From the list on racial violence and more in the post-Civil War South.
Who am I?
Racial violence has been on my mind for decades, ever since I encountered the Freedmen’s Bureau Record of Murders and Outrages as a grad student. I didn’t know what prompted the government to gather such data. Later, as a professor directing a Civil War-era research center at Penn State, I sponsored a teacher-training initiative, “Breaking the Silence,” a UNESCO project on the Atlantic Slave Trade. I became starkly aware that most white Americans, myself included, had a poor sense of the brutality enmeshed in our history. This is not meant as a condemnation: without a fuller recognition of this racial past, we will have problems reconciling such issues in our own polarized times.
William's book list on racial violence and more in the post-Civil War South
Discover why each book is one of William's favorite books.
Why did William love this book?
I used to teach this book in Civil War classes. Although billed as fiction, the book is a thinly veiled account of Albion Tourgée’s actual experiences with terrorism. Tourgée refers to the protagonist as “The Fool,” a dig at himself in the third person. An Ohioan, he relocated to North Carolina after the Civil War, became involved in Radical politics (advocating African American voting), and was elected a superior court judge. Tourgée battled the Ku Klux Klan. He faced death threats and provided accounts of lynchings of prominent Republican leaders—acts of political violence. The “Fool” started out as an idealist who tried to encourage equality under the law and then found himself, along with others, ground down by the violence around him, causing him to return to the North. The book allows readers to feel the problems of Reconstruction through the eyes of someone who lived through them.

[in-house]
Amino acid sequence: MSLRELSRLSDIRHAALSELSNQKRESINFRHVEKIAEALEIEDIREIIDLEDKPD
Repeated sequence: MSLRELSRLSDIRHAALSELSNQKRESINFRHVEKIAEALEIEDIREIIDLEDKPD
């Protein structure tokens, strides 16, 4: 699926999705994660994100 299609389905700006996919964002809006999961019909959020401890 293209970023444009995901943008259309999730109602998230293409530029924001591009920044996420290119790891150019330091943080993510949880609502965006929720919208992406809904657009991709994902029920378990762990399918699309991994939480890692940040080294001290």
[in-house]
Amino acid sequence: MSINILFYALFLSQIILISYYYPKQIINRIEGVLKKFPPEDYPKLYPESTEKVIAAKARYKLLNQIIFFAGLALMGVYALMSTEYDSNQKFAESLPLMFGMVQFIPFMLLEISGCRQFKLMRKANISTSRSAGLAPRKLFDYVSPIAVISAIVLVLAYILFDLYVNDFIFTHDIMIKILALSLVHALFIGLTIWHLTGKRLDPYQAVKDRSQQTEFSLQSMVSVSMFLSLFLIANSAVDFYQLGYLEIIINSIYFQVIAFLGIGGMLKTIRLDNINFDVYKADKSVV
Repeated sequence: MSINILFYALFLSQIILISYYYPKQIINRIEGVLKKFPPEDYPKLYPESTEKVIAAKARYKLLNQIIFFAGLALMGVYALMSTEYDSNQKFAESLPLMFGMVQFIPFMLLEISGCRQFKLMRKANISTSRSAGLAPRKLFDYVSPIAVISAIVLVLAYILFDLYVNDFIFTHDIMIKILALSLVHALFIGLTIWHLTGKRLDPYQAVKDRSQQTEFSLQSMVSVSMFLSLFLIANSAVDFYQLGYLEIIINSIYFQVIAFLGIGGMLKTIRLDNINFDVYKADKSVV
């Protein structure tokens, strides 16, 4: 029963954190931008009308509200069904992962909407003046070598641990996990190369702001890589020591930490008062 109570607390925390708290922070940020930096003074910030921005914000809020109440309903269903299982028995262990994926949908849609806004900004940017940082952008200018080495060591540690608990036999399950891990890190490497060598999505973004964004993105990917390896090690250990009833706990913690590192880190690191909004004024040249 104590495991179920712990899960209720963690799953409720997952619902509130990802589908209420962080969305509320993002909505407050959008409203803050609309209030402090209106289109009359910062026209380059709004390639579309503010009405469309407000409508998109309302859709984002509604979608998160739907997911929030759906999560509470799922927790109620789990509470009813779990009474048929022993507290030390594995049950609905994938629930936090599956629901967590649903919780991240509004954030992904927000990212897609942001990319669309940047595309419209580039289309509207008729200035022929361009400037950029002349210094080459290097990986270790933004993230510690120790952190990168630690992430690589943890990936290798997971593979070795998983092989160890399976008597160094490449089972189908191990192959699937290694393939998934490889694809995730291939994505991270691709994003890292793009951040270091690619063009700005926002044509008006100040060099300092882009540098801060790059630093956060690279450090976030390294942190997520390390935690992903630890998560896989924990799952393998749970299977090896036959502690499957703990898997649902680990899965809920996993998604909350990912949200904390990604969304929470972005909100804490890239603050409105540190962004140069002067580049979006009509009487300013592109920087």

A Fool's Errand
Why should I read it?
1 author picked A Fool's Errand as one of their favorite books, and they share why you should read it.
What is this book about?
“We tried to superimpose the civilization, the idea of the North, upon the South at a moment’s warning … It was a Fool’s Errand.”
The year is 1865 and the war between the states of North and South has ended.
Comfort Servosse, a Union officer, has decided to make his life in the South.
But is he only a fool for doing so?
Drawing upon his own experiences Albion Tourgee constructed a novel which vividly brings to life the world of the South during the Reconstruction.
“The native Southron, the 'poor white,' the carpet-bagger, the old Unioner, the freedman, the…